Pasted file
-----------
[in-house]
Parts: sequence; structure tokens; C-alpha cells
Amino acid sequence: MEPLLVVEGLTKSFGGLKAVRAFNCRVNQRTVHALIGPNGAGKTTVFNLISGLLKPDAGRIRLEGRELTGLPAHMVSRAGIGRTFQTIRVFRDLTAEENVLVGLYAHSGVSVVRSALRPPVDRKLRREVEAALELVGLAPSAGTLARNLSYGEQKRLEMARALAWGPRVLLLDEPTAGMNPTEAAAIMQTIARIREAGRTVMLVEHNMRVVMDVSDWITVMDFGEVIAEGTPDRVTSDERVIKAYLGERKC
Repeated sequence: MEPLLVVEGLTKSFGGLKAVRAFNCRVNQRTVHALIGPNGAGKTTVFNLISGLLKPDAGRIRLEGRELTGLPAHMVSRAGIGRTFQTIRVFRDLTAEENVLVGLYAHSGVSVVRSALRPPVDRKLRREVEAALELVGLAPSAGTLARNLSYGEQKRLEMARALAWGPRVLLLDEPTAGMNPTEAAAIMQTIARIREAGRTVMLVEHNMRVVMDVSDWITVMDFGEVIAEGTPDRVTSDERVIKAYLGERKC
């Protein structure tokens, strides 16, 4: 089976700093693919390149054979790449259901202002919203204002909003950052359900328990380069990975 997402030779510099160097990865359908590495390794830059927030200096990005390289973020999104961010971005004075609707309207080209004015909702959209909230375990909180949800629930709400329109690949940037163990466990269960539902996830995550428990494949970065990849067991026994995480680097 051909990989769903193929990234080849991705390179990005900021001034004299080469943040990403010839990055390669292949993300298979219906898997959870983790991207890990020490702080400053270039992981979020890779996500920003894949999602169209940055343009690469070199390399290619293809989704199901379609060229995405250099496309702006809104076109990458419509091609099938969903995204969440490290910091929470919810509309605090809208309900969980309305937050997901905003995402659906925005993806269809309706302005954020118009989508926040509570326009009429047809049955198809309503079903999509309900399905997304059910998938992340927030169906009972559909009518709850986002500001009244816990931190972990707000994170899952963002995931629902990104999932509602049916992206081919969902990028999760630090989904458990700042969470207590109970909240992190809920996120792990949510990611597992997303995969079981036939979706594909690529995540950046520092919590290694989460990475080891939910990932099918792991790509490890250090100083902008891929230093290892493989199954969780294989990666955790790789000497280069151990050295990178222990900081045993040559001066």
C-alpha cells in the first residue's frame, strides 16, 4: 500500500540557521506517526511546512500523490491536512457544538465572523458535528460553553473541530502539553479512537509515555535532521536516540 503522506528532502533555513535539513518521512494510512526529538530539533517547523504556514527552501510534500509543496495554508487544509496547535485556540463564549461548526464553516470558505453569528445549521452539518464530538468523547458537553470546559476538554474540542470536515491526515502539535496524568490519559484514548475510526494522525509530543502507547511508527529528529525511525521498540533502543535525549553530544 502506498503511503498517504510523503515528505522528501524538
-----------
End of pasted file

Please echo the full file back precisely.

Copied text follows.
[in-house]
Parts: sequence; structure tokens; C-alpha cells
Amino acid sequence: MEPLLVVEGLTKSFGGLKAVRAFNCRVNQRTVHALIGPNGAGKTTVFNLISGLLKPDAGRIRLEGRELTGLPAHMVSRAGIGRTFQTIRVFRDLTAEENVLVGLYAHSGVSVVRSALRPPVDRKLRREVEAALELVGLAPSAGTLARNLSYGEQKRLEMARALAWGPRVLLLDEPTAGMNPTEAAAIMQTIARIREAGRTVMLVEHNMRVVMDVSDWITVMDFGEVIAEGTPDRVTSDERVIKAYLGERKC
Repeated sequence: MEPLLVVEGLTKSFGGLKAVRAFNCRVNQRTVHALIGPNGAGKTTVFNLISGLLKPDAGRIRLEGRELTGLPAHMVSRAGIGRTFQTIRVFRDLTAEENVLVGLYAHSGVSVVRSALRPPVDRKLRREVEAALELVGLAPSAGTLARNLSYGEQKRLEMARALAWGPRVLLLDEPTAGMNPTEAAAIMQTIARIREAGRTVMLVEHNMRVVMDVSDWITVMDFGEVIAEGTPDRVTSDERVIKAYLGERKC
């Protein structure tokens, strides 16, 4: 089976700093693919390149054979790449259901202002919203204002909003950052359900328990380069990975 997402030779510099160097990865359908590495390794830059927030200096990005390289973020999104961010971005004075609707309207080209004015909702959209909230375990909180949800629930709400329109690949940037163990466990269960539902996830995550428990494949970065990849067991026994995480680097 051909990989769903193929990234080849991705390179990005900021001034004299080469943040990403010839990055390669292949993300298979219906898997959870983790991207890990020490702080400053270039992981979020890779996500920003894949999602169209940055343009690469070199390399290619293809989704199901379609060229995405250099496309702006809104076109990458419509091609099938969903995204969440490290910091929470919810509309605090809208309900969980309305937050997901905003995402659906925005993806269809309706302005954020118009989508926040509570326009009429047809049955198809309503079903999509309900399905997304059910998938992340927030169906009972559909009518709850986002500001009244816990931190972990707000994170899952963002995931629902990104999932509602049916992206081919969902990028999760630090989904458990700042969470207590109970909240992190809920996120792990949510990611597992997303995969079981036939979706594909690529995540950046520092919590290694989460990475080891939910990932099918792991790509490890250090100083902008891929230093290892493989199954969780294989990666955790790789000497280069151990050295990178222990900081045993040559001066």
C-alpha cells in the first residue's frame, strides 16, 4: 500500500540557521506517526511546512500523490491536512457544538465572523458535528460553553473541530502539553479512537509515555535532521536516540 503522506528532502533555513535539513518521512494510512526529538530539533517547523504556514527552501510534500509543496495554508487544509496547535485556540463564549461548526464553516470558505453569528445549521452539518464530538468523547458537553470546559476538554474540542470536515491526515502539535496524568490519559484514548475510526494522525509530543502507547511508527529528529525511525521498540533502543535525549553530544 502506498503511503498517504510523503515528505522528501524538